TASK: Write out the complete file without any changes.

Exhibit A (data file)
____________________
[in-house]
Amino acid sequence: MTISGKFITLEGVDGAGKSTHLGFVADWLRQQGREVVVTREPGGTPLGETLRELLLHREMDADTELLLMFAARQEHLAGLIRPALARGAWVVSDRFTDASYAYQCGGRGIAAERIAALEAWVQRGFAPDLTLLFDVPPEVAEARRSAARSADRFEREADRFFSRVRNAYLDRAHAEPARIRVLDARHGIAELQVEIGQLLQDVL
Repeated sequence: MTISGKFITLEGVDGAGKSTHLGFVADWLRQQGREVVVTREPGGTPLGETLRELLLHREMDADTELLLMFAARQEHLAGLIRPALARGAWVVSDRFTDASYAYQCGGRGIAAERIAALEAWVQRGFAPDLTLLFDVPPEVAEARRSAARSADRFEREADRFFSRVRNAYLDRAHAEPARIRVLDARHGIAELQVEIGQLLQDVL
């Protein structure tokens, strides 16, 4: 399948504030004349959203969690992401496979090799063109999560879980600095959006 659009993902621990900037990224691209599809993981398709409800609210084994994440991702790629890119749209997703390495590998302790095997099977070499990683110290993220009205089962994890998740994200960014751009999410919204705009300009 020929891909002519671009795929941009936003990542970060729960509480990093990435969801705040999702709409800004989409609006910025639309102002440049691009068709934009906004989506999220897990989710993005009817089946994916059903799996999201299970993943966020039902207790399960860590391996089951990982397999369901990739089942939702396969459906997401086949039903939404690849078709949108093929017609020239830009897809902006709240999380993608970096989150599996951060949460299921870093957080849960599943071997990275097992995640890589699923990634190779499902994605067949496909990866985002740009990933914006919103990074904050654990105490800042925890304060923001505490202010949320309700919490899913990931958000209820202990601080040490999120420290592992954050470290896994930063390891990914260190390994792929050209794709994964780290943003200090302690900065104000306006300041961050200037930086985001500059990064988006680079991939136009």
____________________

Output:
[in-house]
Amino acid sequence: MTISGKFITLEGVDGAGKSTHLGFVADWLRQQGREVVVTREPGGTPLGETLRELLLHREMDADTELLLMFAARQEHLAGLIRPALARGAWVVSDRFTDASYAYQCGGRGIAAERIAALEAWVQRGFAPDLTLLFDVPPEVAEARRSAARSADRFEREADRFFSRVRNAYLDRAHAEPARIRVLDARHGIAELQVEIGQLLQDVL
Repeated sequence: MTISGKFITLEGVDGAGKSTHLGFVADWLRQQGREVVVTREPGGTPLGETLRELLLHREMDADTELLLMFAARQEHLAGLIRPALARGAWVVSDRFTDASYAYQCGGRGIAAERIAALEAWVQRGFAPDLTLLFDVPPEVAEARRSAARSADRFEREADRFFSRVRNAYLDRAHAEPARIRVLDARHGIAELQVEIGQLLQDVL
């Protein structure tokens, strides 16, 4: 399948504030004349959203969690992401496979090799063109999560879980600095959006 659009993902621990900037990224691209599809993981398709409800609210084994994440991702790629890119749209997703390495590998302790095997099977070499990683110290993220009205089962994890998740994200960014751009999410919204705009300009 020929891909002519671009795929941009936003990542970060729960509480990093990435969801705040999702709409800004989409609006910025639309102002440049691009068709934009906004989506999220897990989710993005009817089946994916059903799996999201299970993943966020039902207790399960860590391996089951990982397999369901990739089942939702396969459906997401086949039903939404690849078709949108093929017609020239830009897809902006709240999380993608970096989150599996951060949460299921870093957080849960599943071997990275097992995640890589699923990634190779499902994605067949496909990866985002740009990933914006919103990074904050654990105490800042925890304060923001505490202010949320309700919490899913990931958000209820202990601080040490999120420290592992954050470290896994930063390891990914260190390994792929050209794709994964780290943003200090302690900065104000306006300041961050200037930086985001500059990064988006680079991939136009």